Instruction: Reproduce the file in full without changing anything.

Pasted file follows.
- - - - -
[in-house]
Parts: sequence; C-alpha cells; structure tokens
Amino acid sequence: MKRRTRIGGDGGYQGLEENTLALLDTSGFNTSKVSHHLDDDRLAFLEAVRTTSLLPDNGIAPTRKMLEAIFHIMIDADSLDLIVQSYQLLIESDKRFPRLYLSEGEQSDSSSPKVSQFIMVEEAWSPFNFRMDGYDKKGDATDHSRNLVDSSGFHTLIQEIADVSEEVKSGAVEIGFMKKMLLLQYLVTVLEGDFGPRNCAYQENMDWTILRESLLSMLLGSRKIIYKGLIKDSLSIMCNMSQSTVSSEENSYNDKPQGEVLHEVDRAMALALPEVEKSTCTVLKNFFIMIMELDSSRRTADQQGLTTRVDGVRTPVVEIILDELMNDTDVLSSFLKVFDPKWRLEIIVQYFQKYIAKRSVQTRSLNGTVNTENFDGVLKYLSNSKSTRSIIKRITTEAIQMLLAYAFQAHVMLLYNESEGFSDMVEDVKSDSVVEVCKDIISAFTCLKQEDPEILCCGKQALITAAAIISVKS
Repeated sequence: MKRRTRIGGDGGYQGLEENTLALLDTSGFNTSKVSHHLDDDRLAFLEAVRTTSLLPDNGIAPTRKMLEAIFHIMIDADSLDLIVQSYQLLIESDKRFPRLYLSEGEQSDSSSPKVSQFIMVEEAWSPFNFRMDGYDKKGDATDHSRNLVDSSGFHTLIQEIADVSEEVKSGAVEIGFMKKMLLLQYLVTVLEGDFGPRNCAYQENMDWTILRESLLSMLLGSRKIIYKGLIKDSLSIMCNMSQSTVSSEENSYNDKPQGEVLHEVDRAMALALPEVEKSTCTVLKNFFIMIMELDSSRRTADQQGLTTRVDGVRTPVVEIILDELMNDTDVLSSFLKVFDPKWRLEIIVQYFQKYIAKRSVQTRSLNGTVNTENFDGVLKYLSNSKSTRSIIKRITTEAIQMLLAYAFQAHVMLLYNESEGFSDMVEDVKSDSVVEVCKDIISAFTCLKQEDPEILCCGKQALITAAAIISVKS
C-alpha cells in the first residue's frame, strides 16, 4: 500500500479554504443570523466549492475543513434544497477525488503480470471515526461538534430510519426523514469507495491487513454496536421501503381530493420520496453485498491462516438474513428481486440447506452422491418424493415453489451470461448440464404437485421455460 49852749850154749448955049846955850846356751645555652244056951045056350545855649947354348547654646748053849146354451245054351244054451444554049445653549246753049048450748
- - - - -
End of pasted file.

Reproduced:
[in-house]
Parts: sequence; C-alpha cells; structure tokens
Amino acid sequence: MKRRTRIGGDGGYQGLEENTLALLDTSGFNTSKVSHHLDDDRLAFLEAVRTTSLLPDNGIAPTRKMLEAIFHIMIDADSLDLIVQSYQLLIESDKRFPRLYLSEGEQSDSSSPKVSQFIMVEEAWSPFNFRMDGYDKKGDATDHSRNLVDSSGFHTLIQEIADVSEEVKSGAVEIGFMKKMLLLQYLVTVLEGDFGPRNCAYQENMDWTILRESLLSMLLGSRKIIYKGLIKDSLSIMCNMSQSTVSSEENSYNDKPQGEVLHEVDRAMALALPEVEKSTCTVLKNFFIMIMELDSSRRTADQQGLTTRVDGVRTPVVEIILDELMNDTDVLSSFLKVFDPKWRLEIIVQYFQKYIAKRSVQTRSLNGTVNTENFDGVLKYLSNSKSTRSIIKRITTEAIQMLLAYAFQAHVMLLYNESEGFSDMVEDVKSDSVVEVCKDIISAFTCLKQEDPEILCCGKQALITAAAIISVKS
Repeated sequence: MKRRTRIGGDGGYQGLEENTLALLDTSGFNTSKVSHHLDDDRLAFLEAVRTTSLLPDNGIAPTRKMLEAIFHIMIDADSLDLIVQSYQLLIESDKRFPRLYLSEGEQSDSSSPKVSQFIMVEEAWSPFNFRMDGYDKKGDATDHSRNLVDSSGFHTLIQEIADVSEEVKSGAVEIGFMKKMLLLQYLVTVLEGDFGPRNCAYQENMDWTILRESLLSMLLGSRKIIYKGLIKDSLSIMCNMSQSTVSSEENSYNDKPQGEVLHEVDRAMALALPEVEKSTCTVLKNFFIMIMELDSSRRTADQQGLTTRVDGVRTPVVEIILDELMNDTDVLSSFLKVFDPKWRLEIIVQYFQKYIAKRSVQTRSLNGTVNTENFDGVLKYLSNSKSTRSIIKRITTEAIQMLLAYAFQAHVMLLYNESEGFSDMVEDVKSDSVVEVCKDIISAFTCLKQEDPEILCCGKQALITAAAIISVKS
C-alpha cells in the first residue's frame, strides 16, 4: 500500500479554504443570523466549492475543513434544497477525488503480470471515526461538534430510519426523514469507495491487513454496536421501503381530493420520496453485498491462516438474513428481486440447506452422491418424493415453489451470461448440464404437485421455460 49852749850154749448955049846955850846356751645555652244056951045056350545855649947354348547654646748053849146354451245054351244054451444554049445653549246753049048450748